Love in an Elevator

Ben —  June 26, 2014

Having an elevator pitch ready when somebody asks ‘what do you do?’, is one of the first things you learn to have prepared when you enter the workforce. It is key in networking, when trying to impress potential clients as well as future employers. In fact, having a good elevator pitch even if you are unemployed is generally good to have.

None of this is new to you, I am aware of this.

Many moons ago when I was in the production world, somebody would ask any variation of the popular “what do you do?” Back then it was easy, you were either hauling a camera, gaff tape or you were a PA. When a PA, the answers transitioned more into “what do you WANT to be?” These types of questions would really test to see how well your elevator pitch is rehearsed. You could tell who would be a lifelong PA, as well as who knew his stuff and was probably going places. When somebody would ask me, I rarely gave off an impression of the latter as my pitch sounded more like a plea for employment beyond the 3 day shoot.

For me and my new family, this was fortunately a very brief season in my life. I didn’t take too well to the feast or famine which is common when first breaking into the business, so I decided to go get a 9-5. Through the next 5-7 years I have learned to quickly fine-tune a 15 second pitch wherever I was employed. For the most part, I couldn’t really sell anything to the people receiving the pitch so it turned more into an elevator speech.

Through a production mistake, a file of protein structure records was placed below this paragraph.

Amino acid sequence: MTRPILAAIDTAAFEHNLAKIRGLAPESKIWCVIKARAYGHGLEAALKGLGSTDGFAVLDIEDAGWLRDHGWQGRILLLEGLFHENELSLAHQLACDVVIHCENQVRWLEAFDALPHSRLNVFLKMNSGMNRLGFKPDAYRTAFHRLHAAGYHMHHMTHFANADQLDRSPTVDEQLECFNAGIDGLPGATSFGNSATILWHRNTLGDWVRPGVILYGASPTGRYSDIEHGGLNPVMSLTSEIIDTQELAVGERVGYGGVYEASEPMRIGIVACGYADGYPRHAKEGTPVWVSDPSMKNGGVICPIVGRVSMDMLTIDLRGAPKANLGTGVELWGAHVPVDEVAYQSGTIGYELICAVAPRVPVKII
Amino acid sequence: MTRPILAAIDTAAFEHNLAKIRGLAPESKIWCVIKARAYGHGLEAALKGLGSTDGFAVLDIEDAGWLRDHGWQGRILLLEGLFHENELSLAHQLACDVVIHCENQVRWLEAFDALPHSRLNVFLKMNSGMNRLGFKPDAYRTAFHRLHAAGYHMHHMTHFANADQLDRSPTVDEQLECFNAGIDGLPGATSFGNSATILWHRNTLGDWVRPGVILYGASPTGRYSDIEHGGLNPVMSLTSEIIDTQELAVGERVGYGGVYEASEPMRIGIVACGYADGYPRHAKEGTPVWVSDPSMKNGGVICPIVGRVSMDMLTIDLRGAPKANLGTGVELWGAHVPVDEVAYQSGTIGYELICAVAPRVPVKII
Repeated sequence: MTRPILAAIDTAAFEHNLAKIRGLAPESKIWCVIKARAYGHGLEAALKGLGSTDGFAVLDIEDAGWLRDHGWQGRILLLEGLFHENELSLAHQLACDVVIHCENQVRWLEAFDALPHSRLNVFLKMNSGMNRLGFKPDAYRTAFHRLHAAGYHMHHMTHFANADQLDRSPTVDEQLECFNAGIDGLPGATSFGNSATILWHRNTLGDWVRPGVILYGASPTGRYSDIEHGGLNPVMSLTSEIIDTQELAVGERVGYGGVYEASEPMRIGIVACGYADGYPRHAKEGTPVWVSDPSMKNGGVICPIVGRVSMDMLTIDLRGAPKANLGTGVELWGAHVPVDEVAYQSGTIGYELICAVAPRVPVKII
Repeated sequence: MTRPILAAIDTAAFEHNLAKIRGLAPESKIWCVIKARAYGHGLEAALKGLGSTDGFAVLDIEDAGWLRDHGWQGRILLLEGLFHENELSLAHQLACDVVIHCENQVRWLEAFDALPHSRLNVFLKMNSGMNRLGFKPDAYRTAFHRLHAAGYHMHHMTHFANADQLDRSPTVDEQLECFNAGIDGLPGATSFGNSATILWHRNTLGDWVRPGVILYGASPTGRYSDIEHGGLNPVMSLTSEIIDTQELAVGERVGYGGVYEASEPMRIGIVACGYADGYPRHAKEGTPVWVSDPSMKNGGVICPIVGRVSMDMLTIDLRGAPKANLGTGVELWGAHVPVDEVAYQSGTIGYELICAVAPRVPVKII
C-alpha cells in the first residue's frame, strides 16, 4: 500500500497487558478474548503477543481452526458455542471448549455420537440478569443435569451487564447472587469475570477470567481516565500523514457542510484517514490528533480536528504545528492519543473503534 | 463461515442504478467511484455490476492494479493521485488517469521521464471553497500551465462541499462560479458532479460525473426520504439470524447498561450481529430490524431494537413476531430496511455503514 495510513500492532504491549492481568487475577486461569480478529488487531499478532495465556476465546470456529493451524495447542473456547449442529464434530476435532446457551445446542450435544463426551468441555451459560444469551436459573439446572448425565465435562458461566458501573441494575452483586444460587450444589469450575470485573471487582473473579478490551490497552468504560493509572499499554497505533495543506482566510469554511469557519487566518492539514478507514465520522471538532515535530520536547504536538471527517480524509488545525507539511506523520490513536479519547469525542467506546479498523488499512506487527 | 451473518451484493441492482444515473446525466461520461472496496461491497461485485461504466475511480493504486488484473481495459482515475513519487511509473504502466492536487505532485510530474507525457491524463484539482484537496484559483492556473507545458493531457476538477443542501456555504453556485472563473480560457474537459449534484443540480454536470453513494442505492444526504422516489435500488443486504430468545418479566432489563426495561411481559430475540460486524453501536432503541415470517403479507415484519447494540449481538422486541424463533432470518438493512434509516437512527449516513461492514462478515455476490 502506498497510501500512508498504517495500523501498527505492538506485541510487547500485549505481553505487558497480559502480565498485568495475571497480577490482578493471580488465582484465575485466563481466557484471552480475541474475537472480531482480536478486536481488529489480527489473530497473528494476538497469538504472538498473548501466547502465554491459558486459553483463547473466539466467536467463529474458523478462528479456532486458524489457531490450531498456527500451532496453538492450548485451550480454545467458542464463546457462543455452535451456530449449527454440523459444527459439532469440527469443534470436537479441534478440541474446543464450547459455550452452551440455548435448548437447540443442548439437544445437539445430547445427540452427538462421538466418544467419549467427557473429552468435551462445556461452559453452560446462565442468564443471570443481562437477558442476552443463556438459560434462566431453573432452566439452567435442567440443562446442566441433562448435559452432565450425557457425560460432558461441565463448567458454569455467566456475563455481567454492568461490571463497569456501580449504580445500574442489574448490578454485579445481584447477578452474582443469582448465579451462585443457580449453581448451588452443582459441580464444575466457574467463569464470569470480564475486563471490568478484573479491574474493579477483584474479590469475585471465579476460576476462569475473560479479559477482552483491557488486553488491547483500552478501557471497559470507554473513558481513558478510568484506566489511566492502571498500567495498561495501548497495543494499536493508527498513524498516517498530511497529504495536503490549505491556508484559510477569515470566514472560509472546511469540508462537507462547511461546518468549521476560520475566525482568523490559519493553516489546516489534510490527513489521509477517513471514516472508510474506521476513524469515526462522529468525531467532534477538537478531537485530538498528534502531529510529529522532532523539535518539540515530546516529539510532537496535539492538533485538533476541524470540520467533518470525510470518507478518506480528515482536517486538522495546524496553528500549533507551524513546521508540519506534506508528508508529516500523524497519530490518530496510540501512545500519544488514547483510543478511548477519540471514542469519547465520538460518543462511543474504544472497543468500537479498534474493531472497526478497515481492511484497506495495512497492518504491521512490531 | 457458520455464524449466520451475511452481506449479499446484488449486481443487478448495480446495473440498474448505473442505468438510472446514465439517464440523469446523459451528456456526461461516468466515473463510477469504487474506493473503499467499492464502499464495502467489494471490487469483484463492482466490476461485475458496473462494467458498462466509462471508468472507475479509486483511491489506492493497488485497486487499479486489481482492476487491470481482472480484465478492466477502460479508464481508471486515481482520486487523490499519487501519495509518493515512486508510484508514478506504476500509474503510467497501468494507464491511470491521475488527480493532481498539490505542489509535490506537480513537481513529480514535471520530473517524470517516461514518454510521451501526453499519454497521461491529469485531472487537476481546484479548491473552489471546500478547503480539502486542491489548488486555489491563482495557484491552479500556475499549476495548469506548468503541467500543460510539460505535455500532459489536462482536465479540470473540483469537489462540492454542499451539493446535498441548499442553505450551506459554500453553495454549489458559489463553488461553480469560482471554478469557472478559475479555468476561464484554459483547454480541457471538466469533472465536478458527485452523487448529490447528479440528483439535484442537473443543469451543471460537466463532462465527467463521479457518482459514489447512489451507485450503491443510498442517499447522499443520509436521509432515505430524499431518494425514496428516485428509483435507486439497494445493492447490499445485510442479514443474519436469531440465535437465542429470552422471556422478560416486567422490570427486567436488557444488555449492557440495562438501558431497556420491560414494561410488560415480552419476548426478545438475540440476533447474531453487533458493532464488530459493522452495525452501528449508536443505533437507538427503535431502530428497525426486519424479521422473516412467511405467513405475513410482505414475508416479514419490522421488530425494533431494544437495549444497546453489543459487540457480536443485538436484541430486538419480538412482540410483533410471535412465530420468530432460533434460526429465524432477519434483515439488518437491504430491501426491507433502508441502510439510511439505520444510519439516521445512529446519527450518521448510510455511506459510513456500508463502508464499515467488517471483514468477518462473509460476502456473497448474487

When I first started here at Orange I struggled with an elevator pitch. I made sure I asked around as to what may or may not be appropriate. For me, if you know me well enough, you know I need these kinds of people in my life, and I believe it is important to be able to allow them to speak truth, but more importantly – I listen.

So the struggle had to do with several different issues, for example what do you say to non-believers to keep them engaged? Alternatively, what can I say to the super-Christians that would give them enough information, but not spark a theological debate? Also, how can I say enough information in 15 seconds interesting enough for them to check us out?

So I came up with several different answers for these 2 scenarios. But in the end when I meet somebody in an elevator and I have 4 floors to describe ‘what I do,’ I can take out the agenda, tell them I get to work with some incredibly talented and creative people who work together to help influence those who influence the next generation.

On Your Mark
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